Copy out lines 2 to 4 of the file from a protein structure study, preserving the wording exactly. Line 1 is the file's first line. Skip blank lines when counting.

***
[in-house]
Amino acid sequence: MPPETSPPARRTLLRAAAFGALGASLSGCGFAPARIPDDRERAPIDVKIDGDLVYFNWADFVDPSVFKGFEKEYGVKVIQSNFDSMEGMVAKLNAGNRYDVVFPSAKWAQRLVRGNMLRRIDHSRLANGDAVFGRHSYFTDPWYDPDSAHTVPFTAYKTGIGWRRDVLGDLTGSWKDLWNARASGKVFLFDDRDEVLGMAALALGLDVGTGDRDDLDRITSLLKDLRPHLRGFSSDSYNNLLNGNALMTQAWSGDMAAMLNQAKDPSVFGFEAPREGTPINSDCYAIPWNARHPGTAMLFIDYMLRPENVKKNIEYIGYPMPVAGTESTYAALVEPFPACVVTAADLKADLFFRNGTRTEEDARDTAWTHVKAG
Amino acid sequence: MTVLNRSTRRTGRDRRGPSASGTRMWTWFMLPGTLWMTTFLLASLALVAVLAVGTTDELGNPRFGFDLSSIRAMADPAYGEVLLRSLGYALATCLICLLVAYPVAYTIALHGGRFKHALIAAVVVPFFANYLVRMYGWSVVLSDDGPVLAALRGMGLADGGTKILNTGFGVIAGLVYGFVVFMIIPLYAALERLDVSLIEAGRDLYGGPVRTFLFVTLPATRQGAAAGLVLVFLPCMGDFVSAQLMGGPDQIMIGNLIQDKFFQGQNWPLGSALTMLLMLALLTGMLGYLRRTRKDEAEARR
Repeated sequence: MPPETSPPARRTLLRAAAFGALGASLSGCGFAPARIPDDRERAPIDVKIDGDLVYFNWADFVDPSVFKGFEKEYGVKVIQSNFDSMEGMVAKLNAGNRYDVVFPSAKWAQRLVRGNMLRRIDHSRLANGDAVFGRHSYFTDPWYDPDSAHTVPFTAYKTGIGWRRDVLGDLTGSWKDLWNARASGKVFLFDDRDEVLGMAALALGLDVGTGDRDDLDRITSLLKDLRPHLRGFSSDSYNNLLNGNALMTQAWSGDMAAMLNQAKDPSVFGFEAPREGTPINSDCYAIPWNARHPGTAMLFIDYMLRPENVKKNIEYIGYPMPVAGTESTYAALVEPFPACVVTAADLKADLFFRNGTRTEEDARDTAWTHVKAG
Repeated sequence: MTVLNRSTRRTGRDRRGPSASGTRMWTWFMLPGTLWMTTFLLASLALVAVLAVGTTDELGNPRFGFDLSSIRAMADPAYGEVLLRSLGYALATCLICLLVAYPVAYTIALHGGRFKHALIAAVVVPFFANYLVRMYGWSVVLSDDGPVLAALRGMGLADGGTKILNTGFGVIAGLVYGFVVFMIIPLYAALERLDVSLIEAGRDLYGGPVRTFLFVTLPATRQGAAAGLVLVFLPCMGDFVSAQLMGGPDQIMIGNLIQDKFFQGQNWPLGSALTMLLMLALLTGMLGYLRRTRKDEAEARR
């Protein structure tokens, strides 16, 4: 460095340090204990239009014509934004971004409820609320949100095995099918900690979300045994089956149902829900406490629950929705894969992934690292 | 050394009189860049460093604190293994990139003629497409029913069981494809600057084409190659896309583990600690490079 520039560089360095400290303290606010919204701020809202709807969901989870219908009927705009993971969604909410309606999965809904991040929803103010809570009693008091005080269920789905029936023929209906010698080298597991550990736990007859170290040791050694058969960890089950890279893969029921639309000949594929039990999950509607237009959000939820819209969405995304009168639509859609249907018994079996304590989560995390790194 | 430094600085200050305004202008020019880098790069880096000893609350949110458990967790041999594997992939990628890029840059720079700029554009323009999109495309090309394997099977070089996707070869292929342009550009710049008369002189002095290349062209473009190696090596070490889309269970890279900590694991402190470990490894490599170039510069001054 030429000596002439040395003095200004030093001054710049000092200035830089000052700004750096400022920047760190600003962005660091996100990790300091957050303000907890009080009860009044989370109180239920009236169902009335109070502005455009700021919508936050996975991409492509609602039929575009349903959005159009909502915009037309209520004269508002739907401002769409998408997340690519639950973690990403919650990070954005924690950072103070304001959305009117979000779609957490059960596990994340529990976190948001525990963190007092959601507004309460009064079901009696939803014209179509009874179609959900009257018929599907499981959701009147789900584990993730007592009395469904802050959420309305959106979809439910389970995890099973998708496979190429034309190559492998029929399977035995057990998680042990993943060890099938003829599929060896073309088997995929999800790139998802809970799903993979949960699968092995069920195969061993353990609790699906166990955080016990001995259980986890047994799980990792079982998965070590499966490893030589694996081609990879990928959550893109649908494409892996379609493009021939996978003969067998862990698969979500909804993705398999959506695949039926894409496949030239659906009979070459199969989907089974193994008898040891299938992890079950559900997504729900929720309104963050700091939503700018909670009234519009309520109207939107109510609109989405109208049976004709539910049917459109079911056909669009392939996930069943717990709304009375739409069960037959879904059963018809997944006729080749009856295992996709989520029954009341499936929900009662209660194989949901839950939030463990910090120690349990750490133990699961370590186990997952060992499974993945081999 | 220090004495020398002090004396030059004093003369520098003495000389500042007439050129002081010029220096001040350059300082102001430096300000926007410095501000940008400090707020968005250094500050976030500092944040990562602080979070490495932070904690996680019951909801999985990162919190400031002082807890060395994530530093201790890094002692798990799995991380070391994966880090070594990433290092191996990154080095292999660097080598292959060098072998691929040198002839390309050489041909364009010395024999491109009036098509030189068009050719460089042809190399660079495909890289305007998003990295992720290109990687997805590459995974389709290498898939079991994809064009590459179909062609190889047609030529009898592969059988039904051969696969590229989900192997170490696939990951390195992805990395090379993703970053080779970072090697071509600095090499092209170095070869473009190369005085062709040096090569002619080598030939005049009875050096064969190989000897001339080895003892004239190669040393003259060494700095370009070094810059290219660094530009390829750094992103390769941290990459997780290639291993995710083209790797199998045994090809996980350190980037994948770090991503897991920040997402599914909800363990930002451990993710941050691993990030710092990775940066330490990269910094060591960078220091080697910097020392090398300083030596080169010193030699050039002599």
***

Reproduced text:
Amino acid sequence: MPPETSPPARRTLLRAAAFGALGASLSGCGFAPARIPDDRERAPIDVKIDGDLVYFNWADFVDPSVFKGFEKEYGVKVIQSNFDSMEGMVAKLNAGNRYDVVFPSAKWAQRLVRGNMLRRIDHSRLANGDAVFGRHSYFTDPWYDPDSAHTVPFTAYKTGIGWRRDVLGDLTGSWKDLWNARASGKVFLFDDRDEVLGMAALALGLDVGTGDRDDLDRITSLLKDLRPHLRGFSSDSYNNLLNGNALMTQAWSGDMAAMLNQAKDPSVFGFEAPREGTPINSDCYAIPWNARHPGTAMLFIDYMLRPENVKKNIEYIGYPMPVAGTESTYAALVEPFPACVVTAADLKADLFFRNGTRTEEDARDTAWTHVKAG
Amino acid sequence: MTVLNRSTRRTGRDRRGPSASGTRMWTWFMLPGTLWMTTFLLASLALVAVLAVGTTDELGNPRFGFDLSSIRAMADPAYGEVLLRSLGYALATCLICLLVAYPVAYTIALHGGRFKHALIAAVVVPFFANYLVRMYGWSVVLSDDGPVLAALRGMGLADGGTKILNTGFGVIAGLVYGFVVFMIIPLYAALERLDVSLIEAGRDLYGGPVRTFLFVTLPATRQGAAAGLVLVFLPCMGDFVSAQLMGGPDQIMIGNLIQDKFFQGQNWPLGSALTMLLMLALLTGMLGYLRRTRKDEAEARR
Repeated sequence: MPPETSPPARRTLLRAAAFGALGASLSGCGFAPARIPDDRERAPIDVKIDGDLVYFNWADFVDPSVFKGFEKEYGVKVIQSNFDSMEGMVAKLNAGNRYDVVFPSAKWAQRLVRGNMLRRIDHSRLANGDAVFGRHSYFTDPWYDPDSAHTVPFTAYKTGIGWRRDVLGDLTGSWKDLWNARASGKVFLFDDRDEVLGMAALALGLDVGTGDRDDLDRITSLLKDLRPHLRGFSSDSYNNLLNGNALMTQAWSGDMAAMLNQAKDPSVFGFEAPREGTPINSDCYAIPWNARHPGTAMLFIDYMLRPENVKKNIEYIGYPMPVAGTESTYAALVEPFPACVVTAADLKADLFFRNGTRTEEDARDTAWTHVKAG